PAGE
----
Within the Physicians' Health Study, IL-6 was strongly associated with incident MI; men in the highest quartile of IL-6 had a 2.3-fold greater risk of MI than those in the lowest quartile (p = 0.03) (19). Participants in the Women's Health Study had a nearly identical risk association between the highest quartile of IL-6 and cardiovascular events (relative risk 2.2; 95% CI, 1.1–5.3), although this risk association no longer reached statistical significance after adjusting for other traditional risk factors and circulating biomarkers (12). A meta-analysis of 29 prospective studies found that each standard deviation increase in IL-6 was associated with a 25% increase in non-fatal MI or coronary heart disease-related death (20). Additional prospective studies have shown a positive correlation between plasma IL-6 levels and endothelial dysfunction, (21) subclinical carotid atherosclerosis, (22) and type 2 diabetes mellitus (23). In contrast to CRP, Mendelian randomization studies have demonstrated a link between genetic variation associated with plasma IL-6 levels and coronary events, thus suggesting a causal relationship for the IL-6 pathway (24, 25).
Despite clinical data demonstrating an association between IL-6 and atherosclerosis, IL-6 has little role in the clinical setting due to the lack of a readily-available assay and issues related to biomarker stability and half-life (8). Additionally, numerous other inflammatory biomarkers, including IL-18, matrix metalloproteinase-9, soluble CD40 ligand, and tumor necrosis factor (TNF)-α, are also associated with coronary events, suggesting that modulating further upstream inflammatory targets would be necessary to fully attenuate these inflammatory mediators (20). Within this context, the IL-1 signaling pathway emerged as a prime candidate for drug discovery.
The IL-1 family of proteins includes both IL-1α and IL-1β isoforms, both of which bind the IL-1 receptor. IL-1α primarily resides on the cell surface membrane and is mainly involved in paracrine signaling (26). However, numerous triggers involved in atherosclerosis, including cholesterol crystals, turbulent blood flow, and hypoxia, also activate the NLRP3 inflammasome, which integrates these and other signals to activate IL-1β (8, 26). Once activated, IL-1 causes increased leukocyte recruitment and adhesion to endothelial cells as well as increased vascular smooth muscle cell proliferation (27, 28). IL-1 signaling also leads to upregulation of other inflammatory markers, including IL-6, hsCRP, fibrinogen, and plasminogen activator inhibitor (26). In Mendelian randomization analyses, variants regulating the IL-1 receptor antagonist gene are also associated with hsCRP and IL-6 levels (29).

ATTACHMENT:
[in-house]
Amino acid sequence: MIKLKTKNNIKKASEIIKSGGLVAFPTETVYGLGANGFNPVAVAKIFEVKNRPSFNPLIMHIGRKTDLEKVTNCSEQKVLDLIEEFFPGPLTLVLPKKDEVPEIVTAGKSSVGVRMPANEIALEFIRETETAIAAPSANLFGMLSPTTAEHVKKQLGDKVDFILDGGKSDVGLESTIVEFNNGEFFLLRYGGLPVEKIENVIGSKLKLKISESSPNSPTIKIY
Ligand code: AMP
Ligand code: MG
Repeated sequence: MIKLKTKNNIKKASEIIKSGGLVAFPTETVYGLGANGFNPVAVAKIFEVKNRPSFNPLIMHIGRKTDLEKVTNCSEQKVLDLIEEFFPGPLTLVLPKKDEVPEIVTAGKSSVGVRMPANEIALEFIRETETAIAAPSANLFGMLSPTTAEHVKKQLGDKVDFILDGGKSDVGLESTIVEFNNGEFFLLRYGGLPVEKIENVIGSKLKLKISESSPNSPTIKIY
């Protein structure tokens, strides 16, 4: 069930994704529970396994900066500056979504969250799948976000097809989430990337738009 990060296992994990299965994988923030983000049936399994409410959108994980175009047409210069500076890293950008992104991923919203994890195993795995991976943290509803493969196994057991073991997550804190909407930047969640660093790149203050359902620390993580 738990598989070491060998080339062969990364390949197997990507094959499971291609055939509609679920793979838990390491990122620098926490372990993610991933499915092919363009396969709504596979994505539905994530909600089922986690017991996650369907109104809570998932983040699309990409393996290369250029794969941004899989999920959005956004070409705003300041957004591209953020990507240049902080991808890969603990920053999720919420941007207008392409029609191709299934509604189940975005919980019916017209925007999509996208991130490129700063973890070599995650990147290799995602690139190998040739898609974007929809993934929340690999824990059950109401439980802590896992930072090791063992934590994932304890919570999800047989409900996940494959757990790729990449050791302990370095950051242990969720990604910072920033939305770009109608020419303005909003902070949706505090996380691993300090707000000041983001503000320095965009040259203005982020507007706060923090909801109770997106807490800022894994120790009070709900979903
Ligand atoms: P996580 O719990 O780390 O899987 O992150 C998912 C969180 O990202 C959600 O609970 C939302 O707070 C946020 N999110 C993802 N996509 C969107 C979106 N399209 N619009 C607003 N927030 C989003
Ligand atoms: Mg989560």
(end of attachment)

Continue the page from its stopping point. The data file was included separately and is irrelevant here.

Both clinical and preclinical data support a link between IL-1β, inflammation, and atherosclerosis. Hereditary periodic fever syndromes, such as Muckle-Wells syndrome and familial cold urticaria, are caused by mutations in inflammasome proteins (30). These rare diseases, characterized by severe, recurrent episodes of systemic inflammation and fever, are also associated with increased levels of IL-1β and hsCRP (8, 31). Variants in the IL-1 receptor antagonist gene have also been associated with lower risk of stent restenosis following percutaneous coronary intervention (32). In a porcine model, IL-1β localizes to the sites of iatrogenic coronary injury (33). Additionally, prolonged direct application of IL-1β to porcine coronary arteries triggers intimal thickening and vasospasm, and these effects are attenuated by treatment with an IL-1β neutralizing antibody (34).
Residual Cardiovascular Risk
Despite this extensive body of research suggesting a link between inflammation and cardiovascular disease, aggressive lowering of LDL-C remains the primary preventive tool for individuals at high risk given the overwhelming body of literature supporting causality (35, 36). Nonetheless, we have clearly not “cured” atherosclerotic disease, and many patients continue to suffer cardiovascular events despite optimal medical therapy. This occurs not only in real-world practice but also within the controlled settings of clinical trials. For instance, PROVE IT-TIMI 22 randomized 4,162 patients with a recent acute coronary syndrome (ACS) to either high dose atorvastatin or pravastatin; the primary endpoint was death, MI, stroke, unstable angina requiring rehospitalization, or revascularization >30 days after the index event (37). Even in the intensive statin arm, there were 464 occurrences of the primary endpoint with an additional 275 recurrent events despite this group achieving a median on-treatment LDL-C of 62 mg/dL (37, 38). Ongoing signaling through lipid, inflammatory, and other biologic pathways confers additional risk on these patients, and this observation has led to the concept of “residual risk.”